* The following was the form of their appointment.
"At a meeting of the commanders of the united army, held at "Carrickburn camp, on the 1st of June, 1798, it was unanimously agreed, that Beauchamp Bagenal Harvey should be appointed and elected commander in "chief of the united army of the county of Wexford, from and after the first "day of June, 1798,
"Signed by order of the different commanding officers of the camp,
lissimo, and they divided into two main bodies: one of which directed its course northward to Gorey; the other, which was headed by Harvey in person, took post on Carrickburn mountain, within six miles of Ross, where it was reviewed and organized till the 4th of June, when it marched to Corbet hill, within a mile of that town which it was intended to attack the next morning. Harvey, though neither destitute of personal courage, nor of a good understanding, possessed no military experience, much less those rare talents, by which an undisciplined multitude may be directed and controlled. He formed the plan of an attack on three different parts of the town at once, which would probably have succeeded had it been put in execution. Having sent a summons to General Johnson, the commander of the king's troops, with a flag of truce, to surrender the town, the bearer of it, one Furlong, was shot by a sentinel of an outpost. Whilst Harvey was arranging his forces for the assault, they were galled by the fire of some out-posts: he ordered a brave young man, of the name of Kelly, to put himself at the head of five hundred men, and drive in the out-posts. Kelly was followed confusedly by a much greater number than he wished: he executed his commission; but could not bring back the men as ordered; they rushed impetuously into the town, drove back the cavalry with slaughter on the infantry, seized the cannon, and being followed in their successful career by crouds from the hills, seemed some time nearly masters of the town. From a full persuasion of a decided victory in favour
"It was likewise agreed, that Edward Roche should from and after the 1st “day of June instant, be elected, and is hereby elected a general officer of the "united army of the county of Wexford.
"Signed by the above authority,
To shoot all persons carrying flags of truce from the rebels, appears to have been a maxim with his majesty's forces. This measure if wise, was certainly less productive of good, than evil consequences. In Furlong's pocket was found the following letter of summons to Ġeneral Johnson.
"AS a friend to humanity, I request you will surrender the town "of Ross to the Wexford forces, now assembled against that town; your re"sistance will but provoke rapine and plunder, to the ruin of the most inno"cent. Flushed with victory, the Wexford forces, now innumerable and irre"sistible, will not be controlled, if they meet with resistance. To prevent, "therefore, the total ruin of all property in the town, I urge you to a speedy "surrender, which you will be forced to in a few hours, with loss and blood"shed, as you are surrounded on all sides. Your answer is required in four "hours. Mr. Furlong carries this letter, and will bring the answer.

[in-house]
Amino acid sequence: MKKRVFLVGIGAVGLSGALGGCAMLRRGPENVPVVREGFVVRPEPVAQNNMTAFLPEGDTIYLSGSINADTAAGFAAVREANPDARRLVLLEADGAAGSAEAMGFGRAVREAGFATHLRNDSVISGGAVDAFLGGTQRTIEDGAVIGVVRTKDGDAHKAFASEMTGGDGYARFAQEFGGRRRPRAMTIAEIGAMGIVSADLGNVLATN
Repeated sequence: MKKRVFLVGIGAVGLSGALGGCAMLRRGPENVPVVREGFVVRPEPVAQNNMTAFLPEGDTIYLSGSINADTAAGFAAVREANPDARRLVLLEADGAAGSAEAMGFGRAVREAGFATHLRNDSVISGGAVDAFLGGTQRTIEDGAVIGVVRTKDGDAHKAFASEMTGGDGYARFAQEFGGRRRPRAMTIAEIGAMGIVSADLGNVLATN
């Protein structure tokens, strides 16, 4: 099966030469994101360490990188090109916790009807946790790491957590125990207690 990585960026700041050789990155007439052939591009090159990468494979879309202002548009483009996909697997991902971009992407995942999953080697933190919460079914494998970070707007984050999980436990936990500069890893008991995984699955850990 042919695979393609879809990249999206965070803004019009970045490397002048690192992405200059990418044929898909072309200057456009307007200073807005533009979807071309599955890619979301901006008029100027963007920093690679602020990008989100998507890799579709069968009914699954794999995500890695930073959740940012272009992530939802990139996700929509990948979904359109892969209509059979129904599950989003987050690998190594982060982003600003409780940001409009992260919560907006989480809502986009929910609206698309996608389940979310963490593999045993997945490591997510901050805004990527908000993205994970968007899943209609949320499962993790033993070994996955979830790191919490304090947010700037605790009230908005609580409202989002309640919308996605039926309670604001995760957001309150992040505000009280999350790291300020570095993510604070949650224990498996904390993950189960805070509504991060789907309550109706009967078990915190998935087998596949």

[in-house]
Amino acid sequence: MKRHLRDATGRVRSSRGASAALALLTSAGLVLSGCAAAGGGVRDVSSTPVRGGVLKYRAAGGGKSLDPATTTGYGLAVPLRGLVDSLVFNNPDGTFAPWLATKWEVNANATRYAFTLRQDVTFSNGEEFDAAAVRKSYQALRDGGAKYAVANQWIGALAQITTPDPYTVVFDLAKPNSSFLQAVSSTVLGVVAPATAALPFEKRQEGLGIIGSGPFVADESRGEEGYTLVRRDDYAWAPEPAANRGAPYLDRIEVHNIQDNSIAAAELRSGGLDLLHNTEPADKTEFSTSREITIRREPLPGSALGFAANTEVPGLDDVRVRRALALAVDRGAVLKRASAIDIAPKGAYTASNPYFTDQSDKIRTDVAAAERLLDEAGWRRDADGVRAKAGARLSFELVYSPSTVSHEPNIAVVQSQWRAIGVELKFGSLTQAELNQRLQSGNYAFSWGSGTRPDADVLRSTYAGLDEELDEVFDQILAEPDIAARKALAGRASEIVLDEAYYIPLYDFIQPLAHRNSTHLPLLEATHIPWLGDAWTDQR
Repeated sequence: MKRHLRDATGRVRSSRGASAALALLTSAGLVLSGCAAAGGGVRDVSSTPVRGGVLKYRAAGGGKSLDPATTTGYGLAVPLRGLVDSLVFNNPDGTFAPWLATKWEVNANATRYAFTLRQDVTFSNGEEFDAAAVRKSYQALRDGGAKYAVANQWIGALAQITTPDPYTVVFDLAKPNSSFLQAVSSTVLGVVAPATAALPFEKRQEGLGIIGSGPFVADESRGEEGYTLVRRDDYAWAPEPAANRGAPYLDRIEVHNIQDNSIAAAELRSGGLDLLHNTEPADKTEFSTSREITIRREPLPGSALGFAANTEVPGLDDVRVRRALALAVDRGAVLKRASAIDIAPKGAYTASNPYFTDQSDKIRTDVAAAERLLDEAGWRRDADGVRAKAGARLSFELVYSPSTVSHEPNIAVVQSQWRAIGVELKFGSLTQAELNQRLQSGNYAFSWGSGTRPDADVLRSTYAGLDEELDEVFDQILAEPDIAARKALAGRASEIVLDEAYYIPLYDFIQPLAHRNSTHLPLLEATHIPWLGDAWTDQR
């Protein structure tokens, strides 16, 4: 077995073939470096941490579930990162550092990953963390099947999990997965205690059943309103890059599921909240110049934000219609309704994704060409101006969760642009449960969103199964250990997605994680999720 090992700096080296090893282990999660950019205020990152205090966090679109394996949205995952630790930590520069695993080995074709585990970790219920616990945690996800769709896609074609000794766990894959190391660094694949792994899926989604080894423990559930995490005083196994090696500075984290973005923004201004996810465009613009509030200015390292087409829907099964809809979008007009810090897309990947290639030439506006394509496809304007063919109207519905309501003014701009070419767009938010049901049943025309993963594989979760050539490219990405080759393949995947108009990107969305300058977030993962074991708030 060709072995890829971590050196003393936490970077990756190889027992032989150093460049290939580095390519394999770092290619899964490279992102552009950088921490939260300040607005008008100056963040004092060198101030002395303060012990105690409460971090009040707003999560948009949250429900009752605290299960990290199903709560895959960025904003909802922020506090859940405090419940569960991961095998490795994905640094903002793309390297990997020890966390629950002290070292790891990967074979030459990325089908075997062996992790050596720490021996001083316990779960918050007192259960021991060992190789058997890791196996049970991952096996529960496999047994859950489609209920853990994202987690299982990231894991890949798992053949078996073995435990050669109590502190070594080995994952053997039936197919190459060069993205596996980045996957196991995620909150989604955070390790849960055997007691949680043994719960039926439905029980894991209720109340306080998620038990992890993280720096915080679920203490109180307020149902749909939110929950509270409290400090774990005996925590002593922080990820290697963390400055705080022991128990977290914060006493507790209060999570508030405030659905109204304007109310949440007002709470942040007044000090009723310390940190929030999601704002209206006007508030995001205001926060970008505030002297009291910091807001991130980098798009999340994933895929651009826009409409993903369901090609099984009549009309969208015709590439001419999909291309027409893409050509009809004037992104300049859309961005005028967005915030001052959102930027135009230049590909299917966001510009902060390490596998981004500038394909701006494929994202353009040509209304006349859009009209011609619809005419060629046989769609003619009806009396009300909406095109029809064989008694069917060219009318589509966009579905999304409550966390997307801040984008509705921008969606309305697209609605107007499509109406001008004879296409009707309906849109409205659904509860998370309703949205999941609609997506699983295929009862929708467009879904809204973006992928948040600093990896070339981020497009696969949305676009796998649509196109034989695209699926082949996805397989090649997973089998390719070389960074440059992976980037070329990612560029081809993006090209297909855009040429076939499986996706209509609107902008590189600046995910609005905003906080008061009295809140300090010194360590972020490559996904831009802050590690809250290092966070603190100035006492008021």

"I am, Sir,
Camp at Corbet Hill, balf past "three o'clock in the morning, "June 5, 1798,"
"B. B. HARVEY, "General commanding, &c. &c. &c."
of the rebel army, some officers of the garrison fled to Waterford, twelve miles distant, with the alarming intelligence.
The original plan of attack was thus defeated by this premature, though successful onset, in one quarter; the Dublin and Donegal militia maintained their posts at the market house, and at a station called Fairgate, and prevented the rebels from penetrating into the centre of the town; while Major General Johnson, aided by the extraordinary exertions of an inhabitant of Ross, named M'Cormick, who had served in the army, though not then in commission, brought back to the charge the troops that had fled across the river to the Kilkenny side; they presently recovered their post, and drove the rebels from the town, the outskirts of which were now in flames, fired by the assailants or disaffected inhabitants, as Enniscorthy had been. The rebels, in their turn, rallied by their chiefs, returned with fury to the assault, and regained some ground. Again dislodged by the same exertions as before, and a third time rallied, they were at last finally repulsed, after an engagement of above ten hours, ending about two o'clock in the afternoon.
The official bulletin, published at Dublin on the 8th of June, stated, that on the 5th, about six in the morning, the rebels attacked the position of General Johnson, at New Ross, with a very large force and great impetuosity; .but that, after a contest of several hours, they were completely repulsed. The loss of the rebels was very great, the streets being literally strewed with their carcasses. An iron gun upon a ship carriage had been taken; and late in the evening they retreated entirely to Carrickburn, leaving several iron ship guns not mounted.
General Johnson stated, that too much praise could not be given to the forces under his command.
The general severely regretted the loss of that brave officer, A return of the Lord Mountjoy, who fell early in the contest. killed and wounded of his majesty's forces had not then been received, but it appeared not to have been considerable. It was supposed to have been about 300, though the official detail afterwards made reduced them to about half that number.*